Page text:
The funny thing is that puritanical attitudes are something we are always told are right wing. It is always those troglodyte conservatives who are seething with rage over the immorality of society. Surely the left wing, with their enthusiasm for abortion and gay rights, could not be described in those terms?

But it can be and it should be. Because, as I have often said, politics isn’t a spectrum, it’s a circle. If you move far enough to the left, you’ll find yourself in bed with those who are too far to the right. You might claim different motives; but in the end, you will embrace the same policies.

Think about how puritanical the progressive movement is getting. You could easily squeeze the entire progressive agenda into a campaign against five of the seven deadly sins:

  • Gluttony: Progressives support a slew of laws designed to force Americans to eat less, including mandatory calorie labeling, restrictions on sugar, making sugar a controlled substance and taxing high-calorie foods.
  • Greed: Progressives support high income tax rates, luxury taxes on expensive items and have lately been talking about how the real problem in America is wealth inequality. This is an addition to their distaste for the “greed” of free markets and their support of controlled markets.
  • Sloth: Many progressives favor mandatory “volunteerism” (as do many neo-conservatives; the Right Wing equivalent of progressives).
  • Lust: Most progressive want to keep prostitution illegal. Many would like to outlaw porn. This is a a view they share with much of the Religious Right.
  • Wrath: Our courts can give out mandatory anger management classes. And opposition to the progressive agenda is frequently written off as the rage of “angry white males”.
  • Pride and Envy don’t fit well into that but that’s probably because these are the principle sins of progressivism itself, which is consumed with envy for anyone who has “too much” and take great pride in being so enlightened compared to the antediluvian masses.

    This isn’t the first time I’ve noticed this. Back in the 90’s, the campus feminists wanted to ban porn. When I pointed out that this put them on the same page as religious zealots, they would reply that the Jerry Falwells were worried about smut; they were worried about exploitation. But I don’t see that motive matters in this scenario. Sure, you want to have a good through process when it comes to policy: a smart way of thinking about issues will lead you astray less often than a dumb one. But, practically, when your ultra-enlightened mega-sensitive thinking leads you to the same conclusions as the Playboy burners, what difference does it make? Why is banning porn because it makes Baby Jesus cry worse than banning it because it makes Gloria Steinem cringe?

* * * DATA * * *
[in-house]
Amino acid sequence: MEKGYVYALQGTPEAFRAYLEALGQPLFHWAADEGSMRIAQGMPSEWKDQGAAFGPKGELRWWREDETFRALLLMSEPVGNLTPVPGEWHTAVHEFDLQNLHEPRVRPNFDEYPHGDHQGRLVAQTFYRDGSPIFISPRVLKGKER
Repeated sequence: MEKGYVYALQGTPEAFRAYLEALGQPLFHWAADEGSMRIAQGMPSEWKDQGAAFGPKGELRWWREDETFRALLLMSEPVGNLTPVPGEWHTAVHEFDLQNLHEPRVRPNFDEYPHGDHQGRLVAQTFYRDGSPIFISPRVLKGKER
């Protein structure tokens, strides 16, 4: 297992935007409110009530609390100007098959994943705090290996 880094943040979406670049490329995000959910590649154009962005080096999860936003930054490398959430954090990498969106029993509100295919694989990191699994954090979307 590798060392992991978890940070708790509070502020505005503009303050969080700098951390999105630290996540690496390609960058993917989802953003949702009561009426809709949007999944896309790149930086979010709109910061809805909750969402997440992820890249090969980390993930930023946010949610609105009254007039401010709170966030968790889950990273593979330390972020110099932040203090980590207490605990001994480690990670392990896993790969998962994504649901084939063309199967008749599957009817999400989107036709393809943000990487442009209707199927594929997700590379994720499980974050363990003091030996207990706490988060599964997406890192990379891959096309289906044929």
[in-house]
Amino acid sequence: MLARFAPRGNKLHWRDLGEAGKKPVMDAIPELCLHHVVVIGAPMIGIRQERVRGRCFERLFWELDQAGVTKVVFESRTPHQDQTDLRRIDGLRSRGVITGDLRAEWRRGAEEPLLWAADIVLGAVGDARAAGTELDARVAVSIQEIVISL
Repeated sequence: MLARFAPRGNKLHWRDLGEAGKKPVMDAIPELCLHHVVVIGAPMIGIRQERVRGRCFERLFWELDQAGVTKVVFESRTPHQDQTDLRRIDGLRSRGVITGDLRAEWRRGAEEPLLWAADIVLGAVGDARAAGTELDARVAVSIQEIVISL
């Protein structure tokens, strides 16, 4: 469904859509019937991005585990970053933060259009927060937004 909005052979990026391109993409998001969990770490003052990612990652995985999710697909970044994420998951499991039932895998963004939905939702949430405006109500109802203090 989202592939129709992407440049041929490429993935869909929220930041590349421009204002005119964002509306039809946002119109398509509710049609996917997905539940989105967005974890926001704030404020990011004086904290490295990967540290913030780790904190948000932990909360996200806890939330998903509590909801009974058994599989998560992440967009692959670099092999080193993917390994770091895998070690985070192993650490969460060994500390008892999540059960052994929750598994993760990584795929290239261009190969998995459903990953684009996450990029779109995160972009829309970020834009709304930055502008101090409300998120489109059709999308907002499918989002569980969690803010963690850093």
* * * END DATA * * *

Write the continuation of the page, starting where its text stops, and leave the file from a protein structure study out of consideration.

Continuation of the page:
In the end, this boils to simple prudery in all its manifold manifestations. Progressive puritanism, like all puritanism, was best described Mencken as the the fear that someone somewhere may be happy. It is not new or original or enlightened or forward-thinking. You can trace it back not just to 19th century Victorian prudery but to 20th century communism, which saw all things as serving a function to the state, eschewed pleasure (for the masses anyway) and saw drab colorless lives as ideal for the plebs.

    This prudery is the result of any political philosophy that sees government as a force with which to change human nature. Whether you want government to make people less gay or make people less anti-gay, you are paying homage to the same demon idol of government power. That your pews are different colors make no practical difference to the heretics being thrown into the fire.

    I’ve had it with blue-noses of every political stripe. If they want to live like monks, more power to them. But I see no reason why we should allow them to enshrine their priggish mores into law. Whether they are grabbing our porn, our cigarettes, our booze, our hookers, our drugs, our food, our money, our sugar or our gay lovers, they are all the enemies of real freedom. And it’s time to stop pretending that one side is better because they call themselves “progressives” rather than “prudish ninnies”.

    The Soda Setback